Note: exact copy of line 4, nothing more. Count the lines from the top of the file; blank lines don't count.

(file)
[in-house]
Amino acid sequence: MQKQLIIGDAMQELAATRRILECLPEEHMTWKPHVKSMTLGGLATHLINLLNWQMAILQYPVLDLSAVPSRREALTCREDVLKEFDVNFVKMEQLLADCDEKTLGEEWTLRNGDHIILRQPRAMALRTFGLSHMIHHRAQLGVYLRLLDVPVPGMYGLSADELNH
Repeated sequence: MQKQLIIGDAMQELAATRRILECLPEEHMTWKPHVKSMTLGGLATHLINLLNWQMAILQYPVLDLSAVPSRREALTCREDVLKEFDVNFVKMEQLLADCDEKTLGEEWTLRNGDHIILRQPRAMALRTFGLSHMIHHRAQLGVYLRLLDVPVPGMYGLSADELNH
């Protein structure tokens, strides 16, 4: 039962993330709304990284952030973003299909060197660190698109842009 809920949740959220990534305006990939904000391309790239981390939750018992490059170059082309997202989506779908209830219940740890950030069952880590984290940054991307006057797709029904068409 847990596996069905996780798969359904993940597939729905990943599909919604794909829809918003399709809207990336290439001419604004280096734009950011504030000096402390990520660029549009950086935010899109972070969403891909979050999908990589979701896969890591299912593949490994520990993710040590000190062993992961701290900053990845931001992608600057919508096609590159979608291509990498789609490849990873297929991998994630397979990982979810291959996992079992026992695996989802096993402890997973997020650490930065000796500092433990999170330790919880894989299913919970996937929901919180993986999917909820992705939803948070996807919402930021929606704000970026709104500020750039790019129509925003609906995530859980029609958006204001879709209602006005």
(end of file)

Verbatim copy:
């Protein structure tokens, strides 16, 4: 039962993330709304990284952030973003299909060197660190698109842009 809920949740959220990534305006990939904000391309790239981390939750018992490059170059082309997202989506779908209830219940740890950030069952880590984290940054991307006057797709029904068409 847990596996069905996780798969359904993940597939729905990943599909919604794909829809918003399709809207990336290439001419604004280096734009950011504030000096402390990520660029549009950086935010899109972070969403891909979050999908990589979701896969890591299912593949490994520990993710040590000190062993992961701290900053990845931001992608600057919508096609590159979608291509990498789609490849990873297929991998994630397979990982979810291959996992079992026992695996989802096993402890997973997020650490930065000796500092433990999170330790919880894989299913919970996937929901919180993986999917909820992705939803948070996807919402930021929606704000970026709104500020750039790019129509925003609906995530859980029609958006204001879709209602006005």